Quentin Guild Kraft was born in Hyannis, Massachusetts, graduated from Brown University, and then earned his M.A. and Ph.D. at Duke University. He began his teaching career at Denison in 1961, where his emphasis was English literature, in particular the novel. Former students also remember his engaging classes in literary criticism and theory.
His publications appeared in noted journals, among them College English, Criticism, The Eighteenth Century: Theory and Interpretation and American Literature. At the time of his retirement in 1997, Kraft recalled, “I think the best single piece I have done is an essay titled ‘Toward a Critical Renewal: At the Corner of Camus and Bloom Streets,’ first published in College English, Jan. 1992, then re-published in Beyond Poststructuralism.” Another major project was a series of essays on the beginnings of the English novel.
Kraft was a Robert C. Good Faculty Fellow and received numerous Denison research grants. He received a fellowship from the National Endowment for the Humanities to attend a yearlong seminar at the University of Virginia during the 1979-1980 academic year.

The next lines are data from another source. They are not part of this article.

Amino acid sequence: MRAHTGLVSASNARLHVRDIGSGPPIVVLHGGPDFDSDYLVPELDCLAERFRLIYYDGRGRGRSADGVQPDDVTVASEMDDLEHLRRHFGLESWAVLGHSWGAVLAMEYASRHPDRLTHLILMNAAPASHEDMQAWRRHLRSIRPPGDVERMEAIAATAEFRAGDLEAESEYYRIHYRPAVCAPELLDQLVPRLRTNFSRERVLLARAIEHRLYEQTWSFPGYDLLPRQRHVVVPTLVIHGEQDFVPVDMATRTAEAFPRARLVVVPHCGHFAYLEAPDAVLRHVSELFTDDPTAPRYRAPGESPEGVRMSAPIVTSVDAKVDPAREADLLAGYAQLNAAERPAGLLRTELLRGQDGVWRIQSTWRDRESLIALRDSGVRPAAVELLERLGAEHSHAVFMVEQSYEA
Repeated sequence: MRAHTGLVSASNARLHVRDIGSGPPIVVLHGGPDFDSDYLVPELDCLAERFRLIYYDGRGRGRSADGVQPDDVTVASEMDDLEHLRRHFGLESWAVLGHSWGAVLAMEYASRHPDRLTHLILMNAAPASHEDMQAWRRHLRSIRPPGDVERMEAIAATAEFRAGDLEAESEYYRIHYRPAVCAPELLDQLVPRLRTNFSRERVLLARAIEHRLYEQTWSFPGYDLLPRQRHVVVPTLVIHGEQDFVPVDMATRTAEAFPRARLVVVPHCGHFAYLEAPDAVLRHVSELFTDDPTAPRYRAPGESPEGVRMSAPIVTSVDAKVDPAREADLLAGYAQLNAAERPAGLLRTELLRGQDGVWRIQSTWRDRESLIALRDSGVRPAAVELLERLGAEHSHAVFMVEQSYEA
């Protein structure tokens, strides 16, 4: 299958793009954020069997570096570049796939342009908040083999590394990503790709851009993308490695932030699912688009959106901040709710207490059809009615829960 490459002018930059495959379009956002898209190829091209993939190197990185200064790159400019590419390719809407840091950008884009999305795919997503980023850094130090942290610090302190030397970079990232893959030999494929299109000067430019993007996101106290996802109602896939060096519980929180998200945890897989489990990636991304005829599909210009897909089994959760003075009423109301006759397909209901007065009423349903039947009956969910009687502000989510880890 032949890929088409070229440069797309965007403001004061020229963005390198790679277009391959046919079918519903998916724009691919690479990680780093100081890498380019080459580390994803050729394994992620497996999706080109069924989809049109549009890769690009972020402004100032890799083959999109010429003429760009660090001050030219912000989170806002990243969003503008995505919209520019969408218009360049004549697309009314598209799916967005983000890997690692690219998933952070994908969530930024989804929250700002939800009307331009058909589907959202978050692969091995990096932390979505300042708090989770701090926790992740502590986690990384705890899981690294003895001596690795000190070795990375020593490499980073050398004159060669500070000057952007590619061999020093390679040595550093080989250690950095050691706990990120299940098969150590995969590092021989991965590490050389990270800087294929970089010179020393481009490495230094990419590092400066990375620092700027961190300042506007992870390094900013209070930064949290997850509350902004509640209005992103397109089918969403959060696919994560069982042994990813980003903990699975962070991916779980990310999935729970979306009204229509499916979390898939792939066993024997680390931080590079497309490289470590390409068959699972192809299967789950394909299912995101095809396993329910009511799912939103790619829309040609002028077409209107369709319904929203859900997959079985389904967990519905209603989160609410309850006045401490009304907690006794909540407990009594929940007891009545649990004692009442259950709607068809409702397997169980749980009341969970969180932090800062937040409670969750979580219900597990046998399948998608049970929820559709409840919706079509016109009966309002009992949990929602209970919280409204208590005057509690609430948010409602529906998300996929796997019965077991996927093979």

Looking back over his time at Denison, Kraft commented that the highlight was during the protests of the late ’60s and early ’70s. “It was a time of great idealism,” he wrote. “[A] time, moreover, when, because of that idealism, the classroom spilled out into the world. … Students demanded that we discuss, and show, how what we did in the classroom was relevant to the world and life outside. Of course, that demand sometimes made classes difficult. But it also made them challenging and exciting.”
He added, “[Those] demands and challenges initiated the changes through which the work of women and minorities began to receive a fuller and more just hearing in individual courses and in the curriculum as a whole.”
True to his New England upbringing, he was a devoted Boston Red Sox and Celtics fan. He was a diehard and dedicated golfer and tennis player. But his love for running set him free. “I ran many races, including four full marathons.” He once said that through running he had found a symbiotic comfort zone where his academic and athletic worlds merged. Kraft also had a passion for music, from Bach to Brubeck, Mozart to Marsalis. Music was ever-present in his home.
A quiet, introspective man, Quentin enjoyed exploring meaning in the world around him. At age 70, he began writing poetry about things he observed, including creatures living in his backyard (“Chipmunk I” and “Chipmunk II”), and encounters on campus walks (“Dog Walk”). The title for his collection of poems is On Getting Too Damn’d Old: Free Speech Poems for Free Readers.
He is survived by Ellen Craig Kraft, his wife of 63 years, his son Kevin, and daughter-in-law Lorraine Kraft.